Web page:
As the Cloquet Public Library reopens, patrons returning to browse the books or use computers are finding a space very different from the one they were used to when the building was closed to the public in March.
The library reopened to the public June 15 after the building was closed for more than two months during the coronavirus outbreak. In the interim, the $2.5 million renovation and construction project was largely completed. The Boldt Co. finished the main phase of the 7,000-square-foot expansion Friday, June 26, with a few smaller items left to be finished.
The construction also included moving the circulation desk to a more central location and expanding the children’s area to allow programs for more people to attend.
While most of the construction is finished, the rooms in the newest part of the building are waiting to be filled with furniture, big screen TVs and, most importantly, people.
The library is open for people to browse the collections or use computers, but staff are trying to limit the number of people in the library and are offering a variety of virtual and online programming for children, teens and adults.
Adult services librarian Courtney Dietsche said there is still nowhere in the common areas of the building to sit and read, but people who need to use a computer can use one of the private rooms available.
“We are encouraging them to come and do whatever they need to do and then head back out,” she said.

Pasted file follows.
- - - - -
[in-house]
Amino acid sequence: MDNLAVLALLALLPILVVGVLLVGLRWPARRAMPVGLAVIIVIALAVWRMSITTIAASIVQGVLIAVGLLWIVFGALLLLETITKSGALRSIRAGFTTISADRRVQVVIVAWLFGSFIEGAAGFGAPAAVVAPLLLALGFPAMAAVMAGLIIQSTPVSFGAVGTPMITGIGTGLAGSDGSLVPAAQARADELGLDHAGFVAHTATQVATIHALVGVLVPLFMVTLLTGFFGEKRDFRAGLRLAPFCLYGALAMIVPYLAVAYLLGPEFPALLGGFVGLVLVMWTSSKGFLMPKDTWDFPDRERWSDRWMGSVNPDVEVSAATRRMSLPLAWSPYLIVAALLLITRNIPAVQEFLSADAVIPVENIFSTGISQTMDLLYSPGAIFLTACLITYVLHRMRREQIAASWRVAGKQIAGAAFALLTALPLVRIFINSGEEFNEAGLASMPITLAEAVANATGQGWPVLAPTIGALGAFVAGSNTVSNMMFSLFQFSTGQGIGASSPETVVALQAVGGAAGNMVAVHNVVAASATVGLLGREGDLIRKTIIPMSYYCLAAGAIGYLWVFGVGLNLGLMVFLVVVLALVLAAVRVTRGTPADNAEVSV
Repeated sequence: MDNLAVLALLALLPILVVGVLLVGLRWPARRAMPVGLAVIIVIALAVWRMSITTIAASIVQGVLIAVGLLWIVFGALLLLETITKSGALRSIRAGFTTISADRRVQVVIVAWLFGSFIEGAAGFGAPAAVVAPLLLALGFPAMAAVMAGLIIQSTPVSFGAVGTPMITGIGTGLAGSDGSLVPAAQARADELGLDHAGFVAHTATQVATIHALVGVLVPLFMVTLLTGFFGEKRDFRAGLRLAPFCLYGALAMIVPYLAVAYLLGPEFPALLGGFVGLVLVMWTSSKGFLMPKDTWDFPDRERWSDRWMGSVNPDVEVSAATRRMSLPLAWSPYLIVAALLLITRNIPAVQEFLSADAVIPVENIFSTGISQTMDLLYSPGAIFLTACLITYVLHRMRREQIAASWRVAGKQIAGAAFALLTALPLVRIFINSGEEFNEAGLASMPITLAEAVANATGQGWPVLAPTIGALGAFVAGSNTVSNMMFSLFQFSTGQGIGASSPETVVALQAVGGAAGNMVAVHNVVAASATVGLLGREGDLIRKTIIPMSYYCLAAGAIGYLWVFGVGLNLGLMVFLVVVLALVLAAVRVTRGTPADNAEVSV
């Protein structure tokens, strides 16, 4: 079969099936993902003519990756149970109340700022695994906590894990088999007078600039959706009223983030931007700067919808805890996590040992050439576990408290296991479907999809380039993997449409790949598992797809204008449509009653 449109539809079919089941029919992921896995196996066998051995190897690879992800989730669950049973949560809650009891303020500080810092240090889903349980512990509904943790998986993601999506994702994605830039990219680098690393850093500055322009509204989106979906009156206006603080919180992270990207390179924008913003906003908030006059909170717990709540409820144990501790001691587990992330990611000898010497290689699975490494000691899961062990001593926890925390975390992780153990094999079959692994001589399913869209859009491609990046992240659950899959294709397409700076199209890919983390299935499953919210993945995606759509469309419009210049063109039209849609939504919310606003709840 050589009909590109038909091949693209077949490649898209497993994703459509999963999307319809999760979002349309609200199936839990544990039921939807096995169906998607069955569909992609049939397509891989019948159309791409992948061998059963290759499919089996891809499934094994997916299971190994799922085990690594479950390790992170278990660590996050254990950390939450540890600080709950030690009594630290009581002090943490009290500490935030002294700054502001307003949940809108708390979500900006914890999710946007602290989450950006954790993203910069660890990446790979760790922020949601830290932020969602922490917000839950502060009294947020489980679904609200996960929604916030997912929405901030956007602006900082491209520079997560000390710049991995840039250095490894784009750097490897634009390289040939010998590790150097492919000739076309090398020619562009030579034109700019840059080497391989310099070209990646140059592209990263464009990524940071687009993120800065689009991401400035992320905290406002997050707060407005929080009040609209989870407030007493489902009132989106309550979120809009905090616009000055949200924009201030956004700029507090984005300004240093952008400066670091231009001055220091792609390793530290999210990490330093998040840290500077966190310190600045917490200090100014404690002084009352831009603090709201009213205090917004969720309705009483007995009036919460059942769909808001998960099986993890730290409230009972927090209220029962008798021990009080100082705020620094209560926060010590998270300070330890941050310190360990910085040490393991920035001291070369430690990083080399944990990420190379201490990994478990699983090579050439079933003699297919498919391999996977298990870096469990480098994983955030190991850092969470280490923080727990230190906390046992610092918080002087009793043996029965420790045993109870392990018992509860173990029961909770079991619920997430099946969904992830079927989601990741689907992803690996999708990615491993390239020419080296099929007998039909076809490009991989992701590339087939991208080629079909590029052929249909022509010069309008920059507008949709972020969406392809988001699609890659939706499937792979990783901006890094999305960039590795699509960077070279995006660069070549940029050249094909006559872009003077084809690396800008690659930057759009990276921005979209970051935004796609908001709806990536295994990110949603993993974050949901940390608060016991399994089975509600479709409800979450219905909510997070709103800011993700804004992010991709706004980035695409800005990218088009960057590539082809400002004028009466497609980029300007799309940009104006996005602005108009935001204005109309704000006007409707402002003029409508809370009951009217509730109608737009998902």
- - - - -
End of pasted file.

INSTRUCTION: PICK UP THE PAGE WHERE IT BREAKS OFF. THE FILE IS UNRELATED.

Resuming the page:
Dietsche added computer time is limited to 45 minutes and it’s best to call ahead and reserve rooms ahead of time.
In addition, the library’s online and phone ordering for curbside pick-up continue to allow people to get materials without going inside the building, Dietsche said. Patrons should also call ahead to schedule a pick-up and a staff member will collect the items, place them in a labeled plastic bag on a cart just inside the front door of the library.
“We’re continuing to do that for people who don’t feel comfortable coming into the library,” Dietsche said.
While access and in-person programming is still limited, children’s librarian Keiko Satomi is still recording and uploading videos of “Storytime” weekly through the end of July. The regular program was held in-person until the COVID-19 outbreak forced the change. If restrictions continue into the fall, Satomi will resume posting videos in September.
Youth services librarian Justin Dinger was forced to cancel the library’s June “camp” about rain gardens because of the pandemic, but plans to hold the second edition of his “space camp” virtually late in July. A third camp, “digital broadcasting,” is planned for August. Dinger hopes conditions will allow the camp to take place in-person, but has plans to conduct it virtually if not. The space camp will be held July 20-24 and digital broadcasting will run from Aug. 17-20.
All virtual and online programming at the library will be available as long as necessary, Dietsche said.
Summer reading program available for children and adults
The Cloquet Public Library is also continuing to offer signups for its summer reading program for children and adults.
Children who log seven hours of reading will receive a free book. In addition, children who receive badges for finishing five, 10 or 15 books will be eligible to enter drawings for gift cards from Amazon, Legacy Toys, Zenith Bookstore in Duluth and Barnes & Noble.
Adults finishing similar numbers of books can enter drawings for gift cards from Amazon, L&M Fleet Supply and Super One.
Those interested in learning more about the summer reading program or any of the planned programs should visit cloquetlibrary.org.